Marguerite: Well, there's $14,000 on average per pupil. So if there's not money on it, it's because of choosing to spend it on something else. Almost all of what districts spend money on is labor. And people forget the labor is the predominant expense that we're paying. Salaries and benefits, and that's what's consuming 90% of this. And at any point, I think we've, we've sort of underappreciated the choices that districts make in how they spend the money.
So if they don't spend money on textbooks, it's because they're choosing to spend it on the $14,000 per pupil that they're choosing to spend it on labor or benefits. Sometimes retiree benefits. They might be choosing to spend it on athletics or on librarians or on social workers or on vice principals or things like that.
All of those are the tradeoffs. And, I think we, we often forget that the labor is where the money is going, and it may be the case that a district is saying we don't have money for that, but the more, the more correct answer would be we've decided to spend money on something else.
Helen: That's helpful. That's very helpful context.
LaWanda: Along those lines, sometimes, different parent groups like PTA may step in to close the gap, where they feel like there are things that the school may need and they create either fundraisers or find ways to get money from different communities. Businesses, et cetera, or do fundraisers to be able to support the things that may be missing from the budget that they feel like they need for their school.
Is that the right solution?
Marguerite: Well, I think we need to put those dollars into perspective. And we teach this in our Certificate in Ed Finance program. It's, we offer it at Georgetown and it's, you know, two days in person. We get people from all different types of policymakers down. Down even to parents and district leaders and principals and so on.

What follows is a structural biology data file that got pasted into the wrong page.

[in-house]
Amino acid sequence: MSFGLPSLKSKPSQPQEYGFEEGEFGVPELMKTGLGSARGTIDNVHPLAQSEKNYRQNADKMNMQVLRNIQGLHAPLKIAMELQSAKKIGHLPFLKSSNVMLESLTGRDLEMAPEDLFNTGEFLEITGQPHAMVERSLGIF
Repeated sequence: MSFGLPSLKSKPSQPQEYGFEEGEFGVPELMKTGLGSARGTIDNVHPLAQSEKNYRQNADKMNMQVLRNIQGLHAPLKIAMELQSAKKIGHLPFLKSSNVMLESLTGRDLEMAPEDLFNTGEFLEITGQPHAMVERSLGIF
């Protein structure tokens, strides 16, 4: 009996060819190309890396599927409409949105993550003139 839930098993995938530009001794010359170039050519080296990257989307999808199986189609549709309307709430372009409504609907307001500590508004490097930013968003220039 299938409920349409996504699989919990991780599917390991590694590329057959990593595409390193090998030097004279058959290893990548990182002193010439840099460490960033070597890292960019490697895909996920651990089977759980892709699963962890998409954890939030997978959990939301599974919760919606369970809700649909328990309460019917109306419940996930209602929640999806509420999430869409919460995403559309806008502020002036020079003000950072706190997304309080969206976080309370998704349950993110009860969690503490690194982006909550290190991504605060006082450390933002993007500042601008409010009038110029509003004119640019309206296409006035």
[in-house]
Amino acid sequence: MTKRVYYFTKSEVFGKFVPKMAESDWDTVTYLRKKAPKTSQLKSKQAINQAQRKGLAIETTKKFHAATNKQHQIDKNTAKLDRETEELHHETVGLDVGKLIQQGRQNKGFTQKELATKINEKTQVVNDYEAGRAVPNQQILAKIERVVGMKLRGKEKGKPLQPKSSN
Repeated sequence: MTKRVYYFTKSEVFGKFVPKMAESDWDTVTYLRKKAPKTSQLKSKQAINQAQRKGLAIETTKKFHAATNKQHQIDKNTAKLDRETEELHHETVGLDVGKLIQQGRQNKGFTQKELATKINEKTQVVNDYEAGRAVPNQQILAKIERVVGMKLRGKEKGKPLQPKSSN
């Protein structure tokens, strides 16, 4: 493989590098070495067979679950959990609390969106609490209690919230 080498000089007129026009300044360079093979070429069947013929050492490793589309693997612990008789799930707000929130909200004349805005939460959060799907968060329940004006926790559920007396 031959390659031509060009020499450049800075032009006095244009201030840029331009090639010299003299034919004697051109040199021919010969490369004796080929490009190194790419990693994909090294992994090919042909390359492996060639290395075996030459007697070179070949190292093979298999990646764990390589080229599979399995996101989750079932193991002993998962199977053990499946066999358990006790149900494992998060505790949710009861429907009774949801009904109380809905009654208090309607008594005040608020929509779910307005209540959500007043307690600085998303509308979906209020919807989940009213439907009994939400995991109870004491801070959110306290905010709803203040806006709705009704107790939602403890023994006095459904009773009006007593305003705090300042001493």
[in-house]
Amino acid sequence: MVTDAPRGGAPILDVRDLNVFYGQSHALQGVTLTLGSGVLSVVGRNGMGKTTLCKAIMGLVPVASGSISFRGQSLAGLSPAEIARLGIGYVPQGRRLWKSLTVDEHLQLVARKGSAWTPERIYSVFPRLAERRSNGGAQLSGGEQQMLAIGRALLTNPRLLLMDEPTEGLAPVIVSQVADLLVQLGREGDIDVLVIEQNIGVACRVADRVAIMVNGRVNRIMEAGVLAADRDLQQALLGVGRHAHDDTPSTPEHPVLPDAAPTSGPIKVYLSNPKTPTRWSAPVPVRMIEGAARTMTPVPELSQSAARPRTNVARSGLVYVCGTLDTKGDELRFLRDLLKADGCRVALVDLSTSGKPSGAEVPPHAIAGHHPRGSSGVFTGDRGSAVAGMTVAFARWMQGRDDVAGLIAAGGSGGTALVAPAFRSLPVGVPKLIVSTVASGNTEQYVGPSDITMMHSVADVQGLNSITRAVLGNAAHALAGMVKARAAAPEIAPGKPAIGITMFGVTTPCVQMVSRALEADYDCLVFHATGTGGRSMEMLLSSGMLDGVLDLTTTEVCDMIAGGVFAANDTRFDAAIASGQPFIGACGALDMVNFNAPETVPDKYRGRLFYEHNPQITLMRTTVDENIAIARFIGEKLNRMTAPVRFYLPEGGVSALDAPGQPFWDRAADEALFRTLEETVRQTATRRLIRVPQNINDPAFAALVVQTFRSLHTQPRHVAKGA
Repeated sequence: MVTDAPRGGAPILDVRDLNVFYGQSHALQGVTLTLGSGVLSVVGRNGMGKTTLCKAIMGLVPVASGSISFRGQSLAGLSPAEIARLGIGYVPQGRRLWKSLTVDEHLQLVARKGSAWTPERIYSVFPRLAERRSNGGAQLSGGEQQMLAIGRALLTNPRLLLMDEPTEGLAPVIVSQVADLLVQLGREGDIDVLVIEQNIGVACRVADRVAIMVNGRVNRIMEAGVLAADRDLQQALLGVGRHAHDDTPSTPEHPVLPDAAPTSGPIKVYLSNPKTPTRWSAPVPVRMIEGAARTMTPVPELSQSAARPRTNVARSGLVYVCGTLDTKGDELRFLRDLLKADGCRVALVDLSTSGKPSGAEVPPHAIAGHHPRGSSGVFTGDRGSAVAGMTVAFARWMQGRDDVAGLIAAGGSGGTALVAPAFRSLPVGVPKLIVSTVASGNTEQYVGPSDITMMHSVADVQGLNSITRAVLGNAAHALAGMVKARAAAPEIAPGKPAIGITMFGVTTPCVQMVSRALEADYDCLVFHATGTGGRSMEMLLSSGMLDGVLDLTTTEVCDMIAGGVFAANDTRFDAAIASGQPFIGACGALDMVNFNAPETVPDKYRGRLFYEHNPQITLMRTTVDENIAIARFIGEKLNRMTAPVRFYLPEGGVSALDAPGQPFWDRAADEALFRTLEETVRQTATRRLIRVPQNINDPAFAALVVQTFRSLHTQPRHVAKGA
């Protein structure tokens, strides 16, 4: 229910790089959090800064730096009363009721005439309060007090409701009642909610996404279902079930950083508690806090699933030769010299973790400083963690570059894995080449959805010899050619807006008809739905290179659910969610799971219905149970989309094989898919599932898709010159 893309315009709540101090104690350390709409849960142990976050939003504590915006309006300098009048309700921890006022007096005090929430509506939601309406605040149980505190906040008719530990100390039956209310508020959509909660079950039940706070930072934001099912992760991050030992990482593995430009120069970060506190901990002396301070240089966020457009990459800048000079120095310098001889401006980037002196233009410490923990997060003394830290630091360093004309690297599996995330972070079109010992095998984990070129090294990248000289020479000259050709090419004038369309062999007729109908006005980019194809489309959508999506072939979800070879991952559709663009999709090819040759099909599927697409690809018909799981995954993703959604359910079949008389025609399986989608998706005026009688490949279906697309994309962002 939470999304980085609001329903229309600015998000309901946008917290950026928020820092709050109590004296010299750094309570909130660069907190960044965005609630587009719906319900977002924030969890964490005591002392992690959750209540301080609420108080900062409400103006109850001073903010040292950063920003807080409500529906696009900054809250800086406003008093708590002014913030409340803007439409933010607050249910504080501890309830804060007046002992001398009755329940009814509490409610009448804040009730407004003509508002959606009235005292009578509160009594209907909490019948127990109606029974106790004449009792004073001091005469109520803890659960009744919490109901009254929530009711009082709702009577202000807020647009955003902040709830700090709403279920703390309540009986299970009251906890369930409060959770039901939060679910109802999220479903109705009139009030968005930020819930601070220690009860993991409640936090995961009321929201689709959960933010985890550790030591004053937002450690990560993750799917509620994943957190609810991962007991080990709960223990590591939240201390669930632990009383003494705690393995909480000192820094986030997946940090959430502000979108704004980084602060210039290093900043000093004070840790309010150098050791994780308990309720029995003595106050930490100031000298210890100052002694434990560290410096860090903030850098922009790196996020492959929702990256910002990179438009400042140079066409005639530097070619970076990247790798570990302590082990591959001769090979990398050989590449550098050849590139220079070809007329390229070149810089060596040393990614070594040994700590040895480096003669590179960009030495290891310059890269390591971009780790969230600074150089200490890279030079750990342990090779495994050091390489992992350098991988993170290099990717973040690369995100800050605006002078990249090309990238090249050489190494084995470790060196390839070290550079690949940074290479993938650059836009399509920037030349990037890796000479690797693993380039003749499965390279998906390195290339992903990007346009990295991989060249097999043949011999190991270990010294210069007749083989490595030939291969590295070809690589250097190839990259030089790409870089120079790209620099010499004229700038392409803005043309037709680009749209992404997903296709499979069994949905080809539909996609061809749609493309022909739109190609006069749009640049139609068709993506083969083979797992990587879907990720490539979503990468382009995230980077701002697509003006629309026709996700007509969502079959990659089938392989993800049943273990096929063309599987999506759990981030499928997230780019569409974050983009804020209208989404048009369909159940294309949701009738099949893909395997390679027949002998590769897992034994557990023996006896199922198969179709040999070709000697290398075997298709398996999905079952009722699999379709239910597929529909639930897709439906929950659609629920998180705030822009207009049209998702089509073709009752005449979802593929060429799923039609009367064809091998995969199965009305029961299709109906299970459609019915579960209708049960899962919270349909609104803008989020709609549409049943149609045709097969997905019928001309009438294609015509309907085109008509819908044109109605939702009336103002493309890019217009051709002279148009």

But that question usually comes up in the first hour. What about PTA money? That seems to throw everything off. And, we would say, well, take a look at it and see what it is per pupil. So if you have, for instance, a really successful auction and that auction raises about a hundred dollars per student, which would be a very successful auction in a potentially more affluent area that hundred dollars per student is in contrast to the $14,000 per student we're spending in public funds. So it's the less than 1%.
And, I think it, it attracts a disproportionate amount of attention. That extra little money that we raise. And I, I say little, not to be dismissive of it, but to say, if we're spending our time on that $100 per student, instead of spending our time looking at the $14,000 per student, we're missing the really big money.
Helen: There's a lot of conversation about sort of what's fair when it comes to how funding is distributed, even within a district from school to school. And we've heard this talked about in terms of equity. Having looked at data from school districts all across the country, do you feel like school funding is being distributed fairly based on student need and population, or do you think there's room for growth for us there?